Starting Out: Top 5 Advice!

There’s a new professional networking site called Hiive for those who work in the creative industries. In Hiive’s own words, they ‘offer a platform to showcase your work, find work, collaborate and get access to great courses’. They’ve asked me to blog advice to aspiring scriptwriters and filmmakers. Ha, the fools! Ahem, I mean, yes, quite right. LISTEN TO MY WIZDOM! Breaking it down, top 5 stylee:

1. Write
No-one asked you to be a writer. No-one cares if you want to be a writer. You’ll get words of encouragement from friends and family of course, but even then it’s no skin off their nose if you don’t actually sit down and write something. So, sit down and write something. It doesn’t have to be good it just has to be written. Then you can get busy rewriting, or simply learn from the experience and move on to the next script.

2. Read
If you want to a be a screenwriter or writer/director, then do yourself a favour and make reading screenplays part of your weekly routine. By all means read scripts of films that have been successful but the real trick to screenwriting (and appreciating a well-written script) comes from reading scripts that you have no previous knowledge of whatsoever. That’s how you learn valuable techniques, not to mention a keen understanding of visual grammar.

3. Produce
Make something. Write a one-page sketch or a two-page monologue or a 3-page short film, and film it yourself. It doesn’t have to have a budget and it doesn’t matter if it’s rubbish (no-one has to see it), but there’s a huge difference between ‘making something’ and staring at one of your scripts thinking you’re a genius. If you do make something and it turns out OK, you can always post it online (like I did with my very first short film).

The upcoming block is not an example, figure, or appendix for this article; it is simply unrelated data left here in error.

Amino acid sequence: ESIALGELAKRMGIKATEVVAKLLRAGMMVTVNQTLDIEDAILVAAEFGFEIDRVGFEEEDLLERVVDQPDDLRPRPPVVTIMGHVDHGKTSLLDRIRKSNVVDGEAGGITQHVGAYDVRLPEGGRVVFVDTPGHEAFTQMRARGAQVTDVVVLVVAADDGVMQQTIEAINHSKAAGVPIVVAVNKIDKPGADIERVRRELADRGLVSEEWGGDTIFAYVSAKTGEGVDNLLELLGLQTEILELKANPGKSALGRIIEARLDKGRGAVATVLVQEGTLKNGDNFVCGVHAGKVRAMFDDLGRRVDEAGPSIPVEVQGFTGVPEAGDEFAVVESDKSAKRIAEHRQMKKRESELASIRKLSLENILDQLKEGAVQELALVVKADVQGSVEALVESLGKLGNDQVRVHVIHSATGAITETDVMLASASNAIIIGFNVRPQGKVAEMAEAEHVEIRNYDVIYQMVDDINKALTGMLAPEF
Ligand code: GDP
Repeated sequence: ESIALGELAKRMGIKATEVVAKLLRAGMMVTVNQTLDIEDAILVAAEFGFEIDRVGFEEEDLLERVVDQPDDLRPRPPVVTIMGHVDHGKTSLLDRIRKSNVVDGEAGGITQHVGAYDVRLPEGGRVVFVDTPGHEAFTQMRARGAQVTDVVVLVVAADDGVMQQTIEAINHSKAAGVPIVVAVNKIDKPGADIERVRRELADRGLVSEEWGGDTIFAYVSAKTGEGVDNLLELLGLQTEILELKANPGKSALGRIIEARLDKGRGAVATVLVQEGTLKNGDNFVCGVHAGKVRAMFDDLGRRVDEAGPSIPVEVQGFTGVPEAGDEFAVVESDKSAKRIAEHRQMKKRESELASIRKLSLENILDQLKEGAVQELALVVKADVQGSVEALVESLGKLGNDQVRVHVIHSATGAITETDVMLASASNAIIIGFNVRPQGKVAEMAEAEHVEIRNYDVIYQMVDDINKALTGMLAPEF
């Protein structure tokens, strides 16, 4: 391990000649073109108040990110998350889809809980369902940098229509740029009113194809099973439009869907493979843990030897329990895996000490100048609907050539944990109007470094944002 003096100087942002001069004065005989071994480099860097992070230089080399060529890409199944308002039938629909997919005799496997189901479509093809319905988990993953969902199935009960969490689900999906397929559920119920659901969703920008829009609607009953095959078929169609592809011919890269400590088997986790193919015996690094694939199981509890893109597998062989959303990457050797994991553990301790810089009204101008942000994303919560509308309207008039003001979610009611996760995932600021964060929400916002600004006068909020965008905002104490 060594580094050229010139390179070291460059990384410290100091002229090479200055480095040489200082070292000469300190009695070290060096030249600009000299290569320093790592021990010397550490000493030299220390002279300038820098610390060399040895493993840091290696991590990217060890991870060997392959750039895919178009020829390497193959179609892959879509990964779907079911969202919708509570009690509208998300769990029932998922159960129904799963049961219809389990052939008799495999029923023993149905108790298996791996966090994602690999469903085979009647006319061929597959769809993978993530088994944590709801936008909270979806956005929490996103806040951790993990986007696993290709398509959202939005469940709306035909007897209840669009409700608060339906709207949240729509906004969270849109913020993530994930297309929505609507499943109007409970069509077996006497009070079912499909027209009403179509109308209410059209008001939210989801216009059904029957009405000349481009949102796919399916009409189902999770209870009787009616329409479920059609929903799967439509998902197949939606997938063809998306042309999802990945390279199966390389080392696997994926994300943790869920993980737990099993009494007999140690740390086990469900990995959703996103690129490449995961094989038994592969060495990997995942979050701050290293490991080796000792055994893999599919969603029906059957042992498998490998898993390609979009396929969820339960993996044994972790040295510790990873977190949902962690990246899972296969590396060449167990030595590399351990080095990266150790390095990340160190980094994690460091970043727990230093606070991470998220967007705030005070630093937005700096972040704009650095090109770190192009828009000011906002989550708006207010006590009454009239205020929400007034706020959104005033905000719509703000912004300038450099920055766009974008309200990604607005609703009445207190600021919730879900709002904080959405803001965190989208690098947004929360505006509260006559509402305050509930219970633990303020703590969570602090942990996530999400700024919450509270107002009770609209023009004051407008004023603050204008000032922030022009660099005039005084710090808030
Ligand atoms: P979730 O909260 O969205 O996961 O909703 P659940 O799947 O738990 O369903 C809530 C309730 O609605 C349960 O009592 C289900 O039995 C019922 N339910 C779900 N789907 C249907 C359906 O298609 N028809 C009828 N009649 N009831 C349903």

4. InterNetwork
Get online. Start a blog, or Twitter, Facebook page or sign up to Hiive. There’s a big filmmaking community online and you’ll find a lot of them hanging out on various platforms – sharing links, info or just having a laugh. Get involved, be proactive and friendly, and who knows what opportunities will open up. Nigel Cole, director of Calendar Girls, has become a mentor to Who Killed Nelson Nutmeg? because I reached out to him on Twitter after I read he was interested in kids’ films.

5. Write/Direct
Screenwriting is one of the most important aspects of the biz yet, ironically, screenwriters don’t get treated very well. The real respect is given to directing (in cinema anyway, TV is more a writers’ medium). If you can focus on writing/directing, then you’re going to have a lot more say and involvement in your work than just being the screenwriter. Plus, it’s a lot more fun, too!

OK, that should do it from me for now (don’t forget to check out Hiive if you’re looking for a cool new creative network).

  • Twitterings